Personally, I benefitted as I am planning to use the Business Plan to further my interest in Fintech. It has opened conversations with my potential investors. I get the Business Plan to get feedback from Venture Capitals investors and am refining the offering.  (See point 4 under Pros for more explanation on Business Plan and group effort.)

The point is, have the right expectations, and you won’t be disappointed.

Pros of the MIT Fintech Course

1) Network

My classmates were enthusiastic and within the first week, had formed Whatsapp chat groups, Google Hangouts, and email lists. The lists grew bigger and after a while, the groups became decentralised into the different interests. We had an MIT Fintech by countries (Asia Pacific, Singapore, Hong Kong) and by interests or topics ( Blockchain, Roboadvisor, Markets and others).

My classmates were collaborative, resourceful, willing to share/help each other and were playfully competitive. We celebrated each others’ wins and encouraged one another to pursue our interests in Fintech.

Also, they were a great support for times when you get confused by the curriculum. Or when something goes wrong.

We had a lot of fun meeting up and learning more about each other. (read: drinking copious amount of alcohol… )

MIT Fintech Course Review : Is The Get Smarter MIT Online Course Worth It?
MIT Fintech Course: Singapore First Meet-up

 

MIT Fintech Course Review : Is The Get Smarter MIT Online Course Worth It?
MIT Fintech Course Hong Kong First Meet-up

2) Supportive Tutor Team & Staff

The tutor team was very helpful and supportive. They answered all our queries and were prompt, precise and warm.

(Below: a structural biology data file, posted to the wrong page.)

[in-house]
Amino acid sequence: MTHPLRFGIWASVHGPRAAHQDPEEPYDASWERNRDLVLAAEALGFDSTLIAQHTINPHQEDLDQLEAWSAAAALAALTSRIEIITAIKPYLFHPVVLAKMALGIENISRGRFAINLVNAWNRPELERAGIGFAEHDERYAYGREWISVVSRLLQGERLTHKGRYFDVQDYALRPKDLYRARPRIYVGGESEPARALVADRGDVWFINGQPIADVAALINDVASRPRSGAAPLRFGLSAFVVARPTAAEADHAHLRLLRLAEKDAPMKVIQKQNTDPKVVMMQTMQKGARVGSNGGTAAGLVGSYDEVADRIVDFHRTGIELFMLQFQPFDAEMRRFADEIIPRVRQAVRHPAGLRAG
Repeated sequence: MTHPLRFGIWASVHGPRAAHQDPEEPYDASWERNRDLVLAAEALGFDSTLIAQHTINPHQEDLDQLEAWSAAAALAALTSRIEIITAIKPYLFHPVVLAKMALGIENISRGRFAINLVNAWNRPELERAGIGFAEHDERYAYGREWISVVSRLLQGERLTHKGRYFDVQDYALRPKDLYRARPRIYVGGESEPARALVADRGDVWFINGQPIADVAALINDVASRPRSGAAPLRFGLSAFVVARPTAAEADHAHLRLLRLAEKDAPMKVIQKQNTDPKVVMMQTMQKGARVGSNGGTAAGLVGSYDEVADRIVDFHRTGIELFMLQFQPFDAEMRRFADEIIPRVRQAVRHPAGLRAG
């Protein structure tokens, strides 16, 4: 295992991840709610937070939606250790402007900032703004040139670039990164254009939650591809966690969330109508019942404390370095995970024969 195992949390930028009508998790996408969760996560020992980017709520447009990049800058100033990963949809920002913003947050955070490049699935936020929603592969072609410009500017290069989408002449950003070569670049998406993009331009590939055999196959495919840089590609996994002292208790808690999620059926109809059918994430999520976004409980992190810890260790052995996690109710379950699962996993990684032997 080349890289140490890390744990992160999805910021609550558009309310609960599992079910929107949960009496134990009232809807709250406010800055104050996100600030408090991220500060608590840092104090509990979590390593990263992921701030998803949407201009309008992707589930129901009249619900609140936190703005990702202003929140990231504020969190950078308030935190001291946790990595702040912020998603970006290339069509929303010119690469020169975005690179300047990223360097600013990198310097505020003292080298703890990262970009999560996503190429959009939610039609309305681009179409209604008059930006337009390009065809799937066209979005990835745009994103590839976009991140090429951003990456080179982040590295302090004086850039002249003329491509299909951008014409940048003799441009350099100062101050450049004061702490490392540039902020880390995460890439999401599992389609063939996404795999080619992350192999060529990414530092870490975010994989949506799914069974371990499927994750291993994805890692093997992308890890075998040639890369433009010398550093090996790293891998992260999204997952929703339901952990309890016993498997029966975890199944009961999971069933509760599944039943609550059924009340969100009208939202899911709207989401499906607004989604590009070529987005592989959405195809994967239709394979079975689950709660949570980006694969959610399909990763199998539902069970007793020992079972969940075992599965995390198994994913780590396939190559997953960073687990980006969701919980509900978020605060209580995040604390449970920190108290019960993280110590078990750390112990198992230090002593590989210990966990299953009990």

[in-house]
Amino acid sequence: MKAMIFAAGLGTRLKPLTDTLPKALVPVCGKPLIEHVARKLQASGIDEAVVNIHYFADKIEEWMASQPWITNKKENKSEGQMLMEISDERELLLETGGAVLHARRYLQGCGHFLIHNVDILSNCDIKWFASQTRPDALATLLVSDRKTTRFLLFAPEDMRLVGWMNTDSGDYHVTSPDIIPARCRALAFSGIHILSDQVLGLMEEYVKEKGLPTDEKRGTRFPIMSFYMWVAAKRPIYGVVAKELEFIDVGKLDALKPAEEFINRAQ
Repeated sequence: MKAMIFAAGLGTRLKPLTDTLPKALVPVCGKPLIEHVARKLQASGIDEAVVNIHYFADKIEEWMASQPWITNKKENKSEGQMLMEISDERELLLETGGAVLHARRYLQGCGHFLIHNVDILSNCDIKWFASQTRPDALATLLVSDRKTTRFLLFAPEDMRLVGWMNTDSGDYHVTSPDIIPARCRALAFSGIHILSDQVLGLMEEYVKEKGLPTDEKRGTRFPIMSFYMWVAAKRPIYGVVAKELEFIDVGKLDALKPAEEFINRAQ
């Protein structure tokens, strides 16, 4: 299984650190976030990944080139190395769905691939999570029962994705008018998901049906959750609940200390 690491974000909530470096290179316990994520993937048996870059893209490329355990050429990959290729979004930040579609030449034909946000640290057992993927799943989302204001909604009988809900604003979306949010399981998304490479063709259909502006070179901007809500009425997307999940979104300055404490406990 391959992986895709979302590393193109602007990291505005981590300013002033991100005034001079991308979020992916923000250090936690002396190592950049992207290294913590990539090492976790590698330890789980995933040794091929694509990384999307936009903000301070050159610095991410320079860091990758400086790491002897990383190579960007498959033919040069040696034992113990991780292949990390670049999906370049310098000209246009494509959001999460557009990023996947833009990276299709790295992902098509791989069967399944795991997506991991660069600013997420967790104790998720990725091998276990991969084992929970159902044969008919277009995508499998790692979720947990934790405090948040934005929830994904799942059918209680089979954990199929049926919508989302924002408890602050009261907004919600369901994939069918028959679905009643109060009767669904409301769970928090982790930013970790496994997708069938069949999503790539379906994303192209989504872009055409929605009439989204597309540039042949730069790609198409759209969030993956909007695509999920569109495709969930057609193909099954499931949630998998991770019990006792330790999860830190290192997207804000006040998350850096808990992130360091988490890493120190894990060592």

They were very responsive to feedback and I believe, they always try to rectify issues swiftly.

Note: A few of my classmates remarked that the tutors were not as experienced as some of my classmates. Which goes on to a lively discussion on their qualifications and why they were the right people to grade our assignments.

MIT Fintech Course Review : Is The Get Smarter MIT Online Course Worth It?
Image: Get Smarter

3) Voting System
The whole cohort votes the capstone project and the most popular ones are selected. While it is tedious to look at the hundreds of pitches, it is interesting that we learn from others and expand our knowledge.

In the end,  we have to vote for our favourite explainer video and the top 4 win a prize.

4) Opening Up Your Views
I’ve been lucky with my group selection. I had experienced senior people who are smart and knowledgeable. I use the Business Plan and countless hours spent on Google Hangout with my fellow classmates (from India, Middle East, Canada/US!) to deepen my understanding of the market.